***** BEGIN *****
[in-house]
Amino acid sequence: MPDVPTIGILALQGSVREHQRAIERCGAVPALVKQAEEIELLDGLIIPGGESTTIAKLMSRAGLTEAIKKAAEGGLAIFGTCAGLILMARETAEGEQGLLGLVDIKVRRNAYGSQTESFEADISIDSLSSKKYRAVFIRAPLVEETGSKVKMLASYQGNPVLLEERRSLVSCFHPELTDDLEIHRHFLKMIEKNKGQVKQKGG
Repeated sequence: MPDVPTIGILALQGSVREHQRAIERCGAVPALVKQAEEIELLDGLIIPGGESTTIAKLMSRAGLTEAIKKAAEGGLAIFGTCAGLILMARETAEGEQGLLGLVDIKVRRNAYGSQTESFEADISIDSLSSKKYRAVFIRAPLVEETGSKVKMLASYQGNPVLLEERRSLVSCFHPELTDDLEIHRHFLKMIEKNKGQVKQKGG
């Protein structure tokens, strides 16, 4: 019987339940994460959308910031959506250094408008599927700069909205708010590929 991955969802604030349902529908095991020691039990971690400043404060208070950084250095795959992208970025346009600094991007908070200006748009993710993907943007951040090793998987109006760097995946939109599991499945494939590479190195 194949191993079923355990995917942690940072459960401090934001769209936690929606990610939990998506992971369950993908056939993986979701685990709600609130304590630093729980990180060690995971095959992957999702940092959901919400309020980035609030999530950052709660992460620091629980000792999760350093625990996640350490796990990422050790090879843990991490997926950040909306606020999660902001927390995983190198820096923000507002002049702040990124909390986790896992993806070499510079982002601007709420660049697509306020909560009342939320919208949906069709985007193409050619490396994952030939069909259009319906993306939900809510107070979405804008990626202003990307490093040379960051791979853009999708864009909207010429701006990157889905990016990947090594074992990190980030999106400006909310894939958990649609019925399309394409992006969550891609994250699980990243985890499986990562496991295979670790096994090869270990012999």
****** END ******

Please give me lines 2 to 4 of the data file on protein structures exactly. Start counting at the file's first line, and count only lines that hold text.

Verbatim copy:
Amino acid sequence: MPDVPTIGILALQGSVREHQRAIERCGAVPALVKQAEEIELLDGLIIPGGESTTIAKLMSRAGLTEAIKKAAEGGLAIFGTCAGLILMARETAEGEQGLLGLVDIKVRRNAYGSQTESFEADISIDSLSSKKYRAVFIRAPLVEETGSKVKMLASYQGNPVLLEERRSLVSCFHPELTDDLEIHRHFLKMIEKNKGQVKQKGG
Repeated sequence: MPDVPTIGILALQGSVREHQRAIERCGAVPALVKQAEEIELLDGLIIPGGESTTIAKLMSRAGLTEAIKKAAEGGLAIFGTCAGLILMARETAEGEQGLLGLVDIKVRRNAYGSQTESFEADISIDSLSSKKYRAVFIRAPLVEETGSKVKMLASYQGNPVLLEERRSLVSCFHPELTDDLEIHRHFLKMIEKNKGQVKQKGG
């Protein structure tokens, strides 16, 4: 019987339940994460959308910031959506250094408008599927700069909205708010590929 991955969802604030349902529908095991020691039990971690400043404060208070950084250095795959992208970025346009600094991007908070200006748009993710993907943007951040090793998987109006760097995946939109599991499945494939590479190195 194949191993079923355990995917942690940072459960401090934001769209936690929606990610939990998506992971369950993908056939993986979701685990709600609130304590630093729980990180060690995971095959992957999702940092959901919400309020980035609030999530950052709660992460620091629980000792999760350093625990996640350490796990990422050790090879843990991490997926950040909306606020999660902001927390995983190198820096923000507002002049702040990124909390986790896992993806070499510079982002601007709420660049697509306020909560009342939320919208949906069709985007193409050619490396994952030939069909259009319906993306939900809510107070979405804008990626202003990307490093040379960051791979853009999708864009909207010429701006990157889905990016990947090594074992990190980030999106400006909310894939958990649609019925399309394409992006969550891609994250699980990243985890499986990562496991295979670790096994090869270990012999």